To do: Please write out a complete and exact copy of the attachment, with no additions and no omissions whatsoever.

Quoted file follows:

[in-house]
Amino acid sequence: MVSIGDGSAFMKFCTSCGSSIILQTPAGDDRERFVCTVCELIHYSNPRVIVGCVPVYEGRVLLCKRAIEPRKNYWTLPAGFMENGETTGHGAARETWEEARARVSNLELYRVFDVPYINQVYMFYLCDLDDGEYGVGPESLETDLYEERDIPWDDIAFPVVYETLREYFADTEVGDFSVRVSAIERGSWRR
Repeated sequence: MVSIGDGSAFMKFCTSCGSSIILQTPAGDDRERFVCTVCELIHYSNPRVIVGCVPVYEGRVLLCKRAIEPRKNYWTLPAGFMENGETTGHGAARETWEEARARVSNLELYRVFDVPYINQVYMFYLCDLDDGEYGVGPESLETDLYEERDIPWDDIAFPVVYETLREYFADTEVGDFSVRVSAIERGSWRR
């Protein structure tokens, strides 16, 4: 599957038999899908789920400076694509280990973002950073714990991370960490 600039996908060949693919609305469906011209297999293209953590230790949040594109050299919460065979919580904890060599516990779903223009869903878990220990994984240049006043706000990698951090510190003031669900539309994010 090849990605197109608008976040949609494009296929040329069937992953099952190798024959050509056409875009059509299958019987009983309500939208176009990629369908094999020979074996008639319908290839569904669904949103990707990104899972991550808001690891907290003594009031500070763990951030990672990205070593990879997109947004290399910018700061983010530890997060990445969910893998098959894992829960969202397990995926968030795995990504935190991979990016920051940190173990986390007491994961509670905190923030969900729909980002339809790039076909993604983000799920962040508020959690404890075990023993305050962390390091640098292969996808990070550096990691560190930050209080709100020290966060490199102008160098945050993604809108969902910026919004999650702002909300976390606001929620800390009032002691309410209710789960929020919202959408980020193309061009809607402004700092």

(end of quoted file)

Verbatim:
[in-house]
Amino acid sequence: MVSIGDGSAFMKFCTSCGSSIILQTPAGDDRERFVCTVCELIHYSNPRVIVGCVPVYEGRVLLCKRAIEPRKNYWTLPAGFMENGETTGHGAARETWEEARARVSNLELYRVFDVPYINQVYMFYLCDLDDGEYGVGPESLETDLYEERDIPWDDIAFPVVYETLREYFADTEVGDFSVRVSAIERGSWRR
Repeated sequence: MVSIGDGSAFMKFCTSCGSSIILQTPAGDDRERFVCTVCELIHYSNPRVIVGCVPVYEGRVLLCKRAIEPRKNYWTLPAGFMENGETTGHGAARETWEEARARVSNLELYRVFDVPYINQVYMFYLCDLDDGEYGVGPESLETDLYEERDIPWDDIAFPVVYETLREYFADTEVGDFSVRVSAIERGSWRR
């Protein structure tokens, strides 16, 4: 599957038999899908789920400076694509280990973002950073714990991370960490 600039996908060949693919609305469906011209297999293209953590230790949040594109050299919460065979919580904890060599516990779903223009869903878990220990994984240049006043706000990698951090510190003031669900539309994010 090849990605197109608008976040949609494009296929040329069937992953099952190798024959050509056409875009059509299958019987009983309500939208176009990629369908094999020979074996008639319908290839569904669904949103990707990104899972991550808001690891907290003594009031500070763990951030990672990205070593990879997109947004290399910018700061983010530890997060990445969910893998098959894992829960969202397990995926968030795995990504935190991979990016920051940190173990986390007491994961509670905190923030969900729909980002339809790039076909993604983000799920962040508020959690404890075990023993305050962390390091640098292969996808990070550096990691560190930050209080709100020290966060490199102008160098945050993604809108969902910026919004999650702002909300976390606001929620800390009032002691309410209710789960929020919202959408980020193309061009809607402004700092």